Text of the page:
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The new logo of the SAIF, shown here, depicts a family whose shadows merge together in the shape of a Celtic cross - signifying the particular situation of interchurch families in Scotland.

In its February newsletter the SAIF included a contribution from Fr Simon Robson, O.P., who had addressed the October annual conference. We reprint the larger part of his article here.


What got me thinking about this aspect of marriage was all the difficulties that people seem to have with ordained ministers, in almost everything from the premarriage talks onwards. That the couple getting married are the ministers of the marriage is something people rarely seem to appreciate fully.

Recently I was reading Paul VI's motu proprio Matrimonia Mixta of 1970 for the first time in my life. I will quote one paragraph:

The Church recognises that mixed marriages, which are the consequences of diversity of religions and the division of Christians, with rare exceptions do not contribute to the re-establishment of the unity of Christians. Many problems are inherent in a mixed marriage itself, because a degree of division is introduced into the living nucleus of the Church, as the Christian family is rightly called: within the family, obedience to the teachings of the Gospel is made harder because of differences in matters of religion, especially with regard to taking part in the Church's worship and the upbringing of children.

Now as ministers of marriage you don't start, as the above quotation implies and as do many clergy and relatives, by wishing that things were other than they are; that a mixed marriage somehow has an inherent flaw that limits the sacrament. It is precisely in the reality of your lives that, as ministers of your marriage, you mediate the love of God.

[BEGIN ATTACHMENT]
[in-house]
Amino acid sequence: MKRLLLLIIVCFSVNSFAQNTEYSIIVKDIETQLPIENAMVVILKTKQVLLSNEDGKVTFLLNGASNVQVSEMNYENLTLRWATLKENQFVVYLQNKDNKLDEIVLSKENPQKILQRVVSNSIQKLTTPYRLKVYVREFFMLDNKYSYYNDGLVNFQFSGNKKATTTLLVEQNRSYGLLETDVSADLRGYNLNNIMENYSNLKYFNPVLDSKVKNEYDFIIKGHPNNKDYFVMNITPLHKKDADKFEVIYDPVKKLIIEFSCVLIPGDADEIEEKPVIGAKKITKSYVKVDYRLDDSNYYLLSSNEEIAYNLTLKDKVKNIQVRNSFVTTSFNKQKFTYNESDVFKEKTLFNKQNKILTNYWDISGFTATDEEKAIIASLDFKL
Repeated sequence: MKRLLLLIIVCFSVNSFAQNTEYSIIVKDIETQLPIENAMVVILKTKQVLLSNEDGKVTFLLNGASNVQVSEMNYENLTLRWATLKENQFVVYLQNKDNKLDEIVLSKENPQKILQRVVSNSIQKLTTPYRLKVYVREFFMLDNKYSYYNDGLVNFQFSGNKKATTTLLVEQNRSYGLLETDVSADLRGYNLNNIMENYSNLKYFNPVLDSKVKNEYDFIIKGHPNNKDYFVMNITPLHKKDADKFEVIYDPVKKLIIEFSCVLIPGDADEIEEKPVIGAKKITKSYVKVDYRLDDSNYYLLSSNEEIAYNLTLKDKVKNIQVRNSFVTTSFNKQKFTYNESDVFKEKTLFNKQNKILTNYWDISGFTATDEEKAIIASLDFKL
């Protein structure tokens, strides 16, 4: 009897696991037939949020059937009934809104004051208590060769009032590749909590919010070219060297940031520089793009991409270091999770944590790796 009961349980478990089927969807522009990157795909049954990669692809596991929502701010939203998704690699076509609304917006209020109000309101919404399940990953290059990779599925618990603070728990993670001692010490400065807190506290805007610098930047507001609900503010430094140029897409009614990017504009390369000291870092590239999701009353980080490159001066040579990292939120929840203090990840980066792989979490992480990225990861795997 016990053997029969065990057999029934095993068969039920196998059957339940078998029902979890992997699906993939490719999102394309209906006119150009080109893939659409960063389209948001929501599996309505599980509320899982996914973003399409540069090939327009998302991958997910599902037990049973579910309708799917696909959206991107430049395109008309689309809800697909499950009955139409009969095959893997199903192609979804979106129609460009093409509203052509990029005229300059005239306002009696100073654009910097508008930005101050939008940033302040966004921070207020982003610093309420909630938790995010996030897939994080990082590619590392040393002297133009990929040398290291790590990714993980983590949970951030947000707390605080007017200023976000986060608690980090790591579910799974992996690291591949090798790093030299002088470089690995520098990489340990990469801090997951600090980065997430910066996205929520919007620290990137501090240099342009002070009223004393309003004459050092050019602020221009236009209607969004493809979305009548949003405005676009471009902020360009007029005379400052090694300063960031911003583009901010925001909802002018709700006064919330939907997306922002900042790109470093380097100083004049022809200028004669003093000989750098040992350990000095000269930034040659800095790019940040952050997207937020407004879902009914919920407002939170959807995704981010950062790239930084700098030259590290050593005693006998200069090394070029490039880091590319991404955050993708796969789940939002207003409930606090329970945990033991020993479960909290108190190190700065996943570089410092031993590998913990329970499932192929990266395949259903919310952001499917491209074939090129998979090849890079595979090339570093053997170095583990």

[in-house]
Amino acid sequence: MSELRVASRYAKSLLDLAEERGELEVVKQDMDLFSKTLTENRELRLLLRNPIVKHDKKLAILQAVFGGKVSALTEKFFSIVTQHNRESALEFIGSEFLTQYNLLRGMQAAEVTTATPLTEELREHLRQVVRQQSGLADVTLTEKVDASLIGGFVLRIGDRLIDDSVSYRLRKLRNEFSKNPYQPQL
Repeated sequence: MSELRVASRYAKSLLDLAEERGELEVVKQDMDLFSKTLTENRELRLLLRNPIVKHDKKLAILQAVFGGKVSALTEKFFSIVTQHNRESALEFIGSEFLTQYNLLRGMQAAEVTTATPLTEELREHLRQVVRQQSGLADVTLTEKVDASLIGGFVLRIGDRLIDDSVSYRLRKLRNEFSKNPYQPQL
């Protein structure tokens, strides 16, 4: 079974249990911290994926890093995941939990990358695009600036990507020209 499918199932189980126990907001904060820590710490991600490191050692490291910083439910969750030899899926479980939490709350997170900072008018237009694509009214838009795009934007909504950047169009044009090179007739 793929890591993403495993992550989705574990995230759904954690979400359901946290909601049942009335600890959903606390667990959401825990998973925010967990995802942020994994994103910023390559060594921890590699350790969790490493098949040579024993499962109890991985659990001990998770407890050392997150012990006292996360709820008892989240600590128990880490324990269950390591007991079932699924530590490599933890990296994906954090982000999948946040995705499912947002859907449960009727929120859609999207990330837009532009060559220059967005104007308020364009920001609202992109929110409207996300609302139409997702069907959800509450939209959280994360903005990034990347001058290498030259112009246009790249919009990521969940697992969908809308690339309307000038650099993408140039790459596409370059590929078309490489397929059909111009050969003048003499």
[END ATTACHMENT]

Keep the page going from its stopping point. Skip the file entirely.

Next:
Now however many sacraments your tradition speaks of, a sacrament is something with animal, vegetable and mineral connections which shows us what God is like. For Christians the fundamental sacrament is Christ, and then there is the Church. After that you can really have as many sacraments as you like. To say that marriage is a sacrament is simply to say that it is a sacred sign by which we worship God and by which we learn something of what God is like. And you are ministers in that you first of all show each other what God is like and secondly, but indispensably, you show God to others.

Christian marriage is for mutual love and support, it is for the care and education of children; but it is also your way of being a Christian, how you worship God, how you serve the Kingdom and support the Body of Christ. To put it in an old-fashioned sort of way, you get to heaven by being good lovers. And it is a ministry arising directly out of Christ's priesthood: our baptismal priesthood. The ordained minister of whatever denomination is the official witness of the wedding ceremony. But your ministry continues for the rest of your lives.